Friday, June 13, 2008

Conservatives for Obama?

"If you analyze it I believe the very heart and soul of conservatism is libertarianism."
Ronald Reagan, interview with Reason magazine, 1975.

An intriguing article by Bruce Bartlett in The New Republic suggests that there may be more support among conservatives for Democrat presumptive presidential nominee Barack Obama than might be first suspected.

This came via Andrew Sullivan, one of the more prominent bloggers to have gone from being a Republican supporter to an Obama supporter.

It is well known that there are a lot of conservatives unhappy with the Bush administration and the Republican Party, and their unhappiness remains with John McCain. These include supporters of the Libertarian Party led by former Republican Bob Barr, or those still supporting Ron Paul's ongoing campaign for the Republican nomination. The gist of this unhappiness is, as Bartlett observes, "they don't much care for the Iraq war or the federal government's vast expansion over the last seven-and-a-half years."

But Obama? He is criticised by some conservatives for being the most liberal senator in Washington, Jimmy Carter Mark II, a high taxer, an elitist etc.

The gist of the points made in Bartlett's article are:

  • Withdrawing from Iraq and scaling back the PATRIOT Act are key goal of libertarian conservatives, and Barack Obama has always been the candidate most committed to the first and far more likely than McCain to do the latter;

  • He comes across to some as the first Presidential candidate since Ronald Reagan to really believe in the independent capacity of Americans to initiate change for themselves. Whether this would in fact be true in an Obama presidency is another matter, but frankly people still debate that about Ronald Reagan, to decades after his presidency (see e.g. Sean Wilentz, The Age of Reagan). The point is that, like Reagan, he can rhetorically convey a faith in the better instincts of Americans that doesn't sound like calculated pandering to an interest group or particular constituency;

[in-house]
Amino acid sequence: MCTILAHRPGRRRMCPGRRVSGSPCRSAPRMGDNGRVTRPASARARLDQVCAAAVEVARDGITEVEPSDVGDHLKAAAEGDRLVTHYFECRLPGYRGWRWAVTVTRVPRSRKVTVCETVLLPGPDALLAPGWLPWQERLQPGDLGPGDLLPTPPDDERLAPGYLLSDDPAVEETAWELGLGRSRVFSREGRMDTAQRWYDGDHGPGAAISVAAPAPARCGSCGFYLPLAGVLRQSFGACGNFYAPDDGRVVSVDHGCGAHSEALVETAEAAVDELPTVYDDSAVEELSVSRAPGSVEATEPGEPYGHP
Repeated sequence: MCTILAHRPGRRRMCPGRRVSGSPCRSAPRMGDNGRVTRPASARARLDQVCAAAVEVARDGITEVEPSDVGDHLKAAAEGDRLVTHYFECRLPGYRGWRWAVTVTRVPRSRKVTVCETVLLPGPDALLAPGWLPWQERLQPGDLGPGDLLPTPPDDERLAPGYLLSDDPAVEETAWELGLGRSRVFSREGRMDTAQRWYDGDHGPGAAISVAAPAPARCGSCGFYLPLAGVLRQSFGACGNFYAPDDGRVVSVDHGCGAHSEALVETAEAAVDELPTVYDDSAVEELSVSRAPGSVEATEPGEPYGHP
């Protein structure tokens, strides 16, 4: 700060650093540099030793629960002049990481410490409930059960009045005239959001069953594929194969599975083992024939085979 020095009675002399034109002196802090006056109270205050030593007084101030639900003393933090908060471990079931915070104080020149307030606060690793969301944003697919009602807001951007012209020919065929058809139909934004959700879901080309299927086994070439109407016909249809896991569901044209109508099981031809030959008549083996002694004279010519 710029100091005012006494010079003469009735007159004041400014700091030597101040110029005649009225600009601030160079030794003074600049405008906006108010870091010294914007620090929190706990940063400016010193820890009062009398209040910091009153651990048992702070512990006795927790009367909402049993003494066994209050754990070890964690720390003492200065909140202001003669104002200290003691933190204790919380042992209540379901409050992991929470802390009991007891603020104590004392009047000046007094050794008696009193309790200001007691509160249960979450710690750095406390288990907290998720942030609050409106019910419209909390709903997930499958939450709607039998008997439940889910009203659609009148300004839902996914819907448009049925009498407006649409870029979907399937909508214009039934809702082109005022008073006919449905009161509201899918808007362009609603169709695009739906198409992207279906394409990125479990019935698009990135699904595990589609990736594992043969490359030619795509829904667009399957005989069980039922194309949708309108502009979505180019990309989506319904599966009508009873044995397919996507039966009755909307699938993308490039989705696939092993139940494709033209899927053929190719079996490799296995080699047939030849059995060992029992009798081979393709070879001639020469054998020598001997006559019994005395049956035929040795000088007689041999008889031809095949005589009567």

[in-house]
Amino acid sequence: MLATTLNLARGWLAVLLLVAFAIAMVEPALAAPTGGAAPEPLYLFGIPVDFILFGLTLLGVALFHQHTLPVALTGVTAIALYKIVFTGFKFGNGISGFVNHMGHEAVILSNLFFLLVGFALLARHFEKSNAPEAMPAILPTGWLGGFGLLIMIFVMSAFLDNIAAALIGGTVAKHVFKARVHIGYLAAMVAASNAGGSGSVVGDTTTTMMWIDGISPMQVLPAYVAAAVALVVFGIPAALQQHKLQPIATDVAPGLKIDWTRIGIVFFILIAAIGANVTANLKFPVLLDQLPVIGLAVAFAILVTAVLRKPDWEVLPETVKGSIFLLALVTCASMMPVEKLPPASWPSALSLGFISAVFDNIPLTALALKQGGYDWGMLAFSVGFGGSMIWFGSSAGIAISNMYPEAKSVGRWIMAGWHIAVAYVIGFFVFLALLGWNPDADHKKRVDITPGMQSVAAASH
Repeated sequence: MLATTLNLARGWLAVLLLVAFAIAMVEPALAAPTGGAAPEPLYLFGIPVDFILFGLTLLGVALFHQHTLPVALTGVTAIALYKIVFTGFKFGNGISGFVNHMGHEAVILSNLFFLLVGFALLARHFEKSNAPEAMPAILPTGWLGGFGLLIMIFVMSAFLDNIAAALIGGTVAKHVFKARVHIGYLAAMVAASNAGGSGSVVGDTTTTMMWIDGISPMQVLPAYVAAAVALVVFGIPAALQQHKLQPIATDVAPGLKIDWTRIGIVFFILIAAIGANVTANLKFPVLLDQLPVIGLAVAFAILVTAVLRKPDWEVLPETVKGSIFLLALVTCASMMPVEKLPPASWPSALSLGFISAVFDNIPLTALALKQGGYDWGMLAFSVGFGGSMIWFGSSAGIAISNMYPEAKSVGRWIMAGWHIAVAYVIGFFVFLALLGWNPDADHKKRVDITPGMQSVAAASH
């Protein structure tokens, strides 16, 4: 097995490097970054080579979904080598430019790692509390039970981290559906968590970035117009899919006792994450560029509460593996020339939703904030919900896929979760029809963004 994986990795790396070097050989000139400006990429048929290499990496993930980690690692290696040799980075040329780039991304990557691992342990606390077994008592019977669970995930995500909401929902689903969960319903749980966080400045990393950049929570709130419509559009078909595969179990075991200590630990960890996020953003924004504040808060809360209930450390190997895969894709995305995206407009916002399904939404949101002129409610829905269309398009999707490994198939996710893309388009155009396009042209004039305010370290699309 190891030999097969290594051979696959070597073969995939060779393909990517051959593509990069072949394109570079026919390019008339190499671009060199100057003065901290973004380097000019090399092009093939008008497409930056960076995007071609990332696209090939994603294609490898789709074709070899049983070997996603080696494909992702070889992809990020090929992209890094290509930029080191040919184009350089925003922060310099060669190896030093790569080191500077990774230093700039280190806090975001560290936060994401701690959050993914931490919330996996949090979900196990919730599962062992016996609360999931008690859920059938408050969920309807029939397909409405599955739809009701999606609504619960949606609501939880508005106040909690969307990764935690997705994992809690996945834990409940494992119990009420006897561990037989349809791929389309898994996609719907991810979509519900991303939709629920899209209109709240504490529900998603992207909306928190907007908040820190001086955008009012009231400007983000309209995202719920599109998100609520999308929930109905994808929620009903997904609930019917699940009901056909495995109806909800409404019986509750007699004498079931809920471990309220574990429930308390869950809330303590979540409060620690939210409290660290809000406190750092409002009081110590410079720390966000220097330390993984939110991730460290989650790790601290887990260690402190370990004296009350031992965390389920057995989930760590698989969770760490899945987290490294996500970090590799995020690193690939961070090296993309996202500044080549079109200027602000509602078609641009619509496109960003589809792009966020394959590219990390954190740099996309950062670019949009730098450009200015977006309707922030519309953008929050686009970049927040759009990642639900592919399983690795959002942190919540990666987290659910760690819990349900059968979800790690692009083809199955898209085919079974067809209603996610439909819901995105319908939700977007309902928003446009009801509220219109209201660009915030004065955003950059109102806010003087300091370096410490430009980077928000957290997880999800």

• His election could trigger a purge at the top of the Republican Party. It took the Democrats over a decade to move from where they were in the Jimmy Carter days to a more centrist and electable position with Bill Clinton. Conservatives like Larry Hunter believe that its time for the same thing to happen to the Republicans: Obama has the potential to "scramble the political deck, break up old alliances, and bring odd bedfellows together in a new coalition."
  • From Hunter again (my favourite quote): he views the Republican Party as a "dead, rotting carcass with a few decrepit old leaders stumbling around like zombies in a horror version of Weekend at Bernie's, handcuffed to a corpse." Unless the Republican Party is thoroughly purged of its current leadership, Hunter fears that it "will pollute the political environment to toxic levels and create an epidemic that could damage the country for generations to come."
The parallel to Ronald Reagan is the most interesting one. Reagan's is the most electorally successful, yet enigmatic, presidency of the last three decades. The interest of libertarian conservatives in Obama may be emblematic of a new set of divides from those forged during the Reagan era (conservatives versus liberals), to ones between personal freedom and state control.

If Obama can get US troops out of Iraq, repeal some of the more obnoxious attacks on civil liberties over the last eight years, and actually get some control over the budget deficit, then there's a bit there that libertarian conservatives could like. If his Presidency was in fact 'Jimmy Carter Mark II', the Republicans may come back in 2012 with a better candidate. After all, both Obama and Hillary Clinton were better Democrat candidates than John Kerry was, and that's seen in the primary votes they were both able to attract.


For those outside the U.S. who are unaware of just how much Barack Obama has moved from a Presidential candidate to a pop-culture phenomenon, check out this advertisement for a KIA car dealership:

No comments: